The Health of the Nation programme launched by the former Conservative government has come under fire for the second time in two weeks, this time from right-wing think-tank the Social Market Foundation.

A new book by Conservative government adviser Tony Hockley and Professor Nick Bosanquet of London University's Imperial College, acknowledges that the programme was groundbreaking in its day.

But it says: 'If experience since the 1991 launch has taught us anything, it is that there are restricting limits on what the state alone can do to improve public health directly.'

The book, Back on Target , says a 'mixed economy of public health' is needed, in which non-governmental organisations - including pharmaceutical companies - have a bigger role and 'consumers have more power'.

'Many public health issues are not classic in the sense of involving the prevention of social cost and contagion, ' the authors argue. 'They are concerned with quality and risk in private consumption.'

Back on Target says 'consumers can reward high safety standards through their purchases'.

It suggests: 'We need to find ways of raising consumer power in product areas where problems have arisen, such as the sale of eggs and certain types of meat.'

The book argues that in such a 'mixed economy', the government would generally 'consult' with other interested parties and 'explore options other than government compulsion for reaching a goal'.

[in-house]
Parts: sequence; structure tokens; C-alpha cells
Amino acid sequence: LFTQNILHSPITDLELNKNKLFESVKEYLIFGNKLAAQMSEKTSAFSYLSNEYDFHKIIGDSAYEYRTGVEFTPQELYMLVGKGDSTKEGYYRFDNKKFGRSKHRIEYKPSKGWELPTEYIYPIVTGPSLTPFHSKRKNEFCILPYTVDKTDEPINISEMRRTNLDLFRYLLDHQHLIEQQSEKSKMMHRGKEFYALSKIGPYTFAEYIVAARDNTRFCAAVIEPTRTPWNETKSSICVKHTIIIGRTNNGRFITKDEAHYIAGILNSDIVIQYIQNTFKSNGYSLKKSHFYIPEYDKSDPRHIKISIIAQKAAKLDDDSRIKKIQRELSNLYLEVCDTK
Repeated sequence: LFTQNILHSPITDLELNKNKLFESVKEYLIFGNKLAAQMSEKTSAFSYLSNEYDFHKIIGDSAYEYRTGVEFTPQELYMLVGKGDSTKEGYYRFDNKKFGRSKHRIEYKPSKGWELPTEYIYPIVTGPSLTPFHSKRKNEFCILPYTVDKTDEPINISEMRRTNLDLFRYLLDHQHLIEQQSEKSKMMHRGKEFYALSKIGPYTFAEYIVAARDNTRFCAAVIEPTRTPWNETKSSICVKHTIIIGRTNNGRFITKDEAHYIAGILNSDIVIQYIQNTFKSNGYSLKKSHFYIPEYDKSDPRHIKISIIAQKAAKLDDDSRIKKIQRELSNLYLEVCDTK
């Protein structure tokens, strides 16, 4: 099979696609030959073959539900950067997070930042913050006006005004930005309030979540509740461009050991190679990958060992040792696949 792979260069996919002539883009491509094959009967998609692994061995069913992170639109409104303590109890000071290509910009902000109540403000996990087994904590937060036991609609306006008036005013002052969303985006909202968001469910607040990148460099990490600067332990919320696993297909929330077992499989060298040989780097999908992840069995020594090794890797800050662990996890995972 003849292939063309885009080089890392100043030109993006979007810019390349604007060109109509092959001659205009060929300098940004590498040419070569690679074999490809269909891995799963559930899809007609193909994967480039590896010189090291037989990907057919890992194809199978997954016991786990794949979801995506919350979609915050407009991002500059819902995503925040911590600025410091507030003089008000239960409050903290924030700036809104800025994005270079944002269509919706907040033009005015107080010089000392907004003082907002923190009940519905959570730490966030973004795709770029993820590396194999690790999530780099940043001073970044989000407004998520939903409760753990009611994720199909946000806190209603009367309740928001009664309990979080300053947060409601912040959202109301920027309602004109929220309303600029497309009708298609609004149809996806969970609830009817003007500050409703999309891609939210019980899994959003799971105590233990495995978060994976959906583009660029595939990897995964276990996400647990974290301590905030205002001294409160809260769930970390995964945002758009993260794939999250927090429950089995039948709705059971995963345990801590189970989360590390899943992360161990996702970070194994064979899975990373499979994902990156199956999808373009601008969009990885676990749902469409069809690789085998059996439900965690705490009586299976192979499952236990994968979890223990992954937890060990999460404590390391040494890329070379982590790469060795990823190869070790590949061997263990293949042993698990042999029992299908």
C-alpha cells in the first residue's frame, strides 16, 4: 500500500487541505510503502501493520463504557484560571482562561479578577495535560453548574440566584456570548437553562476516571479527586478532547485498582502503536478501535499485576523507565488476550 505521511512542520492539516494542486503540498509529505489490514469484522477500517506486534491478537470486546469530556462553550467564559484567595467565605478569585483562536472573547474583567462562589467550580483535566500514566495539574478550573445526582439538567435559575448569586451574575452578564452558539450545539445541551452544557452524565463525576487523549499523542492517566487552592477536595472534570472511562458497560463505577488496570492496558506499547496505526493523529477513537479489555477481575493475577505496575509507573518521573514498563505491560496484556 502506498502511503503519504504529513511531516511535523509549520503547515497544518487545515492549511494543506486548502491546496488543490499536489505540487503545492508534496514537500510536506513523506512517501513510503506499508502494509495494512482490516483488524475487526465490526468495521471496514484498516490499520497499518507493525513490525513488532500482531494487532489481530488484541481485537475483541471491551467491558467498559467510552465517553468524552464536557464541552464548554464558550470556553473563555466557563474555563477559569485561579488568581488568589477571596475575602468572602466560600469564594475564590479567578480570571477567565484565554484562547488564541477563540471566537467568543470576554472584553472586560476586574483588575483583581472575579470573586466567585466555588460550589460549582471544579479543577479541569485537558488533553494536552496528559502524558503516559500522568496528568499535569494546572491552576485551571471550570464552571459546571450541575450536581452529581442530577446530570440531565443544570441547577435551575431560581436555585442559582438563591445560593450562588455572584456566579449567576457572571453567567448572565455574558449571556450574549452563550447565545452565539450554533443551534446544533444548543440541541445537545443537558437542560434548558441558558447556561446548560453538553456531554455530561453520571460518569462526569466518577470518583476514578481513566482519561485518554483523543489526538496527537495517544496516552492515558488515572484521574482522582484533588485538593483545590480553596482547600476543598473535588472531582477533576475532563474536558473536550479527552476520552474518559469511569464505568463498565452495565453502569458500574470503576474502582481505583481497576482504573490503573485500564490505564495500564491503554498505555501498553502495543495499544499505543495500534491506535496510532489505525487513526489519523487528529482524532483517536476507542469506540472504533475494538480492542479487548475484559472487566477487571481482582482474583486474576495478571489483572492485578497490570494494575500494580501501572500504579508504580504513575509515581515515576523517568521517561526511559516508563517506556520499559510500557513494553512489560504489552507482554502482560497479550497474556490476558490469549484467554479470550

As a logical extension, the authors argue that another lesson to be learned from World Health Organisation and national public health programmes over the past decade is that education is more likely to change behaviour than fear.

'In pragmatic terms, the links between health and earning power will be much greater in the future than when the welfare state provided a guaranteed income, ' the authors add.

'There are opportunities to develop people's sense of their health being their most important asset and to stress simple steps for looking after it.'

In this 'mixed economy', the book adds, 'information will be a key resource and lever' in improving health and health improvement programmes.

Mr Hockley and Professor Bosanquet welcome the Labour government's approach to public health, set out in the Our Healthier Nation green paper.

It 'paves the way for a much more effective application of core national targets, and allows much greater scope for multidisciplinary work in pursuit of targets at local level', they conclude.

'It is an important new direction and the evidence we have suggests it should succeed.'

Looking at the Health of the Nation targets, however, the authors argue that the greatest progress was made in areas - such as breast cancer reduction - where work was already under way.

They argue that some targets may have been 'detrimental ' by 'providing a justification for focusing services on the target rather than the objective'.

Back on Target contends that this happened with family planning services.

The publication of Back on Target follows the publication last week of research for the Department of Health suggesting that The Health of the Nation was 'hampered by numerous flaws' and had little impact on the health service.

Back on Target . Social Market Foundation.

11 Tufton Street. London SW1P 3QB.£10.

See News Focus, page 14.